Saturday, 9 February 2013

NAFA ORCHESTRA Concert Series / Review

Lee Foundation Theatre
Thursday (7 February 2013)

This review was published in The Straits Times on 19 February 2013 with the title "Enchanted evening".

The Nanyang Academy of Fine Arts Orchestra’s first concert of the year was mostly French, a departure from the predominant Austro-German and Central European repertoire it has been steadily working on over the past years. Diversity is important for the development of young musicians, to hone their ability to perform the wide variety of music that is expected of them these days.

Debussy’s landmark work, Preludet to the Afternoon of a Fawn opened the concert, with its haunting flute solo, ambiguous in tonality, well elucidated by Paul Huang. Arguably more impressive was oboist Vladyslav Shevchenko’s solos, which coupled with the lushness of the strings underlined the music’s indolent wallow.

Initially tentative in sound production and pacing, the orchestra led by veteran conductor Lim Yau soon grew in confidence and composure. A chamber-sized ensemble then sensitively partnered visiting oboist John Anderson, professor at London’s Royal College of Music, in Richard Strauss’s mellow Oboe Concerto.

A late work dating post-Second World War, it is a far cry from the self-serving bombast of the German’s earlier tone poems. Anderson honed a sweet but penetrating timbre for its three conjoint movements. Lightness of articulation reigned and the song-like slow movement reminded one of the composer’s expressive powers in opera.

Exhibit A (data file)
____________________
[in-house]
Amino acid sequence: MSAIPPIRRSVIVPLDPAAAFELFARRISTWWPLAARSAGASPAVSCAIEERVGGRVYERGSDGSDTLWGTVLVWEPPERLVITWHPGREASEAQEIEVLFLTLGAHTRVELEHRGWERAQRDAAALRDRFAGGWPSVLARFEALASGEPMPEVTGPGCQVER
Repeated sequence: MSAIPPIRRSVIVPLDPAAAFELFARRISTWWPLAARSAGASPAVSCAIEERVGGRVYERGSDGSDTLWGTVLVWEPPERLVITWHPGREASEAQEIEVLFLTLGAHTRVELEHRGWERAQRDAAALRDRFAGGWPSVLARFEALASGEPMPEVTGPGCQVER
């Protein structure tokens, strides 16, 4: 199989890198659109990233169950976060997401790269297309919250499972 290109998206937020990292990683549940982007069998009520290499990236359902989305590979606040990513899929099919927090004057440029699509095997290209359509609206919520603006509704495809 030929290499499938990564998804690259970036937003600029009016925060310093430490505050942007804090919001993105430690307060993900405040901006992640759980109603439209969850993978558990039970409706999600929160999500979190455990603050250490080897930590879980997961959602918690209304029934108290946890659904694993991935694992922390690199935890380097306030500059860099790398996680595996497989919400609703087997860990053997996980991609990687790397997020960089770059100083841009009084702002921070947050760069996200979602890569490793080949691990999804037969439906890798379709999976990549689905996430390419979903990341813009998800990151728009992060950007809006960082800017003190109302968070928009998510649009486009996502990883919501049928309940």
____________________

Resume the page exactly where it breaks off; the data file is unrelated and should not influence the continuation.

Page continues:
The second half continued where Debussy left off, with a rare performance of the complete ballet music from Ravel’s Ma mere l’oye (Mother Goose). Containing far more music than the familiar 5-movement Suite, its seven parts are strung together seamlessly with intervening episodes that introduce and replay some of the important themes.  

Like in the Debussy, the ensemble started shakily, with wavering intonation from the French horns and woodwinds but it got better as the players settled down. The characterisation and sense of story-telling became more vivid. The contrabassoon’s gauche waltz in Conversations of Beauty and the Beast, and chirping piccolo and flute as Tom Thumb gets lost in the forest while darkness looms, had their moments to impress.

This parade of fairy tales culminated with the battery of percussion in the chic chinoiserie and pentatonic paradise that is the realm of Empress of the Pagodas. The sheer beauty of the strings came to the fore in The Enchanted Garden, closing the ballet on an exquisite high. More of the same please.   

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